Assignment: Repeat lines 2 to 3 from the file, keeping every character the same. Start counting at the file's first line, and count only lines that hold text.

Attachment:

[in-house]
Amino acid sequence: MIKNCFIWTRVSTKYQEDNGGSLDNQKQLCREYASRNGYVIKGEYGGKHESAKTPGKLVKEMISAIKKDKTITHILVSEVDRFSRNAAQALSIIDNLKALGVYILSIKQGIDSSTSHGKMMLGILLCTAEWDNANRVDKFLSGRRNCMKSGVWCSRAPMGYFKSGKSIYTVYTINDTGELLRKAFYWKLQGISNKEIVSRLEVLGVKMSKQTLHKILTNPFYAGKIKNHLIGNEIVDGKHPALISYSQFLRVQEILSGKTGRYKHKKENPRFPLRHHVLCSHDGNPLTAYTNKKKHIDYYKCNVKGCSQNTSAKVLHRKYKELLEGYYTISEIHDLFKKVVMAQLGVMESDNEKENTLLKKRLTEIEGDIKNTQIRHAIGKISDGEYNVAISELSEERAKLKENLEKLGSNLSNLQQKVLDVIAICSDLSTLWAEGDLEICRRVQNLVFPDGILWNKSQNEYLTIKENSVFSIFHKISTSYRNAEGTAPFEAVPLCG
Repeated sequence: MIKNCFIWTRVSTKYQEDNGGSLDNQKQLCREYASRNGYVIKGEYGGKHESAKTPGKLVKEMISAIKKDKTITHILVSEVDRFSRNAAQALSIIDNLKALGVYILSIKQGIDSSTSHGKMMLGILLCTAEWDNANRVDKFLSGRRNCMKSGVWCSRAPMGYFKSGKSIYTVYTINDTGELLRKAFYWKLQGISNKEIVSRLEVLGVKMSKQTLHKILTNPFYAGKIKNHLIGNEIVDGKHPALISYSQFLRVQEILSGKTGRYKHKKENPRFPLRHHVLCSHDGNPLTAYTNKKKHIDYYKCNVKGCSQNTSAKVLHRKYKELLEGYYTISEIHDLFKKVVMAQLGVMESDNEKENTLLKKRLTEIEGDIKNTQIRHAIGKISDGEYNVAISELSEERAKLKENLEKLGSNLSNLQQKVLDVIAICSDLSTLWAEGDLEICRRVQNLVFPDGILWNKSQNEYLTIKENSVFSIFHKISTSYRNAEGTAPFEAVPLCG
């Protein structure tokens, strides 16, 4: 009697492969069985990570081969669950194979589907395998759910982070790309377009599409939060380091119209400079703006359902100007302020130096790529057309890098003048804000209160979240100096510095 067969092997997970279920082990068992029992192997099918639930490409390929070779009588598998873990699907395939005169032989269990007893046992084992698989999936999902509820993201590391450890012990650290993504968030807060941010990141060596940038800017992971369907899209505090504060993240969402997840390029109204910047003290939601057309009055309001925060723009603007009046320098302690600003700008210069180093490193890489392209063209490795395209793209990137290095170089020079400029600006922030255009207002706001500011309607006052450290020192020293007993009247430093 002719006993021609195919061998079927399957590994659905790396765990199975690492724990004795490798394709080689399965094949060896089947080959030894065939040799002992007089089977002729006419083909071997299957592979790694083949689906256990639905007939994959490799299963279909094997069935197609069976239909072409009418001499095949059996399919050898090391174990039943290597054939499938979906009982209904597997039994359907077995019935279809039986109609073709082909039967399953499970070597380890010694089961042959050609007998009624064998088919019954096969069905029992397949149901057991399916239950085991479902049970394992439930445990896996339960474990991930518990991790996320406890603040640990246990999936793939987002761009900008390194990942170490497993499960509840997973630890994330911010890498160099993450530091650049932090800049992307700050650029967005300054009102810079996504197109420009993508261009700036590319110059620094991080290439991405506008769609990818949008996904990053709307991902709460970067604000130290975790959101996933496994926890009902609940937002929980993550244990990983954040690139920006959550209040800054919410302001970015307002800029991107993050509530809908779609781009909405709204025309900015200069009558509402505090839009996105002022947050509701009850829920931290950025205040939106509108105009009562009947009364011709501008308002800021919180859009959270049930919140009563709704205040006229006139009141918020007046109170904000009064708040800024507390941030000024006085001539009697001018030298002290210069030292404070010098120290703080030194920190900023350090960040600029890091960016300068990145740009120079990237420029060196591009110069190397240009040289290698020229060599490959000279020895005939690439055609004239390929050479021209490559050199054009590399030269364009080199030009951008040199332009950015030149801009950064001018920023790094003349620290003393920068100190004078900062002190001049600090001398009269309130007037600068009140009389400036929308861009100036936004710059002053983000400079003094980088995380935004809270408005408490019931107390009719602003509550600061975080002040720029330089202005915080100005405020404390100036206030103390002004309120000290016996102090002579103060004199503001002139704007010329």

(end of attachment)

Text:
Amino acid sequence: MIKNCFIWTRVSTKYQEDNGGSLDNQKQLCREYASRNGYVIKGEYGGKHESAKTPGKLVKEMISAIKKDKTITHILVSEVDRFSRNAAQALSIIDNLKALGVYILSIKQGIDSSTSHGKMMLGILLCTAEWDNANRVDKFLSGRRNCMKSGVWCSRAPMGYFKSGKSIYTVYTINDTGELLRKAFYWKLQGISNKEIVSRLEVLGVKMSKQTLHKILTNPFYAGKIKNHLIGNEIVDGKHPALISYSQFLRVQEILSGKTGRYKHKKENPRFPLRHHVLCSHDGNPLTAYTNKKKHIDYYKCNVKGCSQNTSAKVLHRKYKELLEGYYTISEIHDLFKKVVMAQLGVMESDNEKENTLLKKRLTEIEGDIKNTQIRHAIGKISDGEYNVAISELSEERAKLKENLEKLGSNLSNLQQKVLDVIAICSDLSTLWAEGDLEICRRVQNLVFPDGILWNKSQNEYLTIKENSVFSIFHKISTSYRNAEGTAPFEAVPLCG
Repeated sequence: MIKNCFIWTRVSTKYQEDNGGSLDNQKQLCREYASRNGYVIKGEYGGKHESAKTPGKLVKEMISAIKKDKTITHILVSEVDRFSRNAAQALSIIDNLKALGVYILSIKQGIDSSTSHGKMMLGILLCTAEWDNANRVDKFLSGRRNCMKSGVWCSRAPMGYFKSGKSIYTVYTINDTGELLRKAFYWKLQGISNKEIVSRLEVLGVKMSKQTLHKILTNPFYAGKIKNHLIGNEIVDGKHPALISYSQFLRVQEILSGKTGRYKHKKENPRFPLRHHVLCSHDGNPLTAYTNKKKHIDYYKCNVKGCSQNTSAKVLHRKYKELLEGYYTISEIHDLFKKVVMAQLGVMESDNEKENTLLKKRLTEIEGDIKNTQIRHAIGKISDGEYNVAISELSEERAKLKENLEKLGSNLSNLQQKVLDVIAICSDLSTLWAEGDLEICRRVQNLVFPDGILWNKSQNEYLTIKENSVFSIFHKISTSYRNAEGTAPFEAVPLCG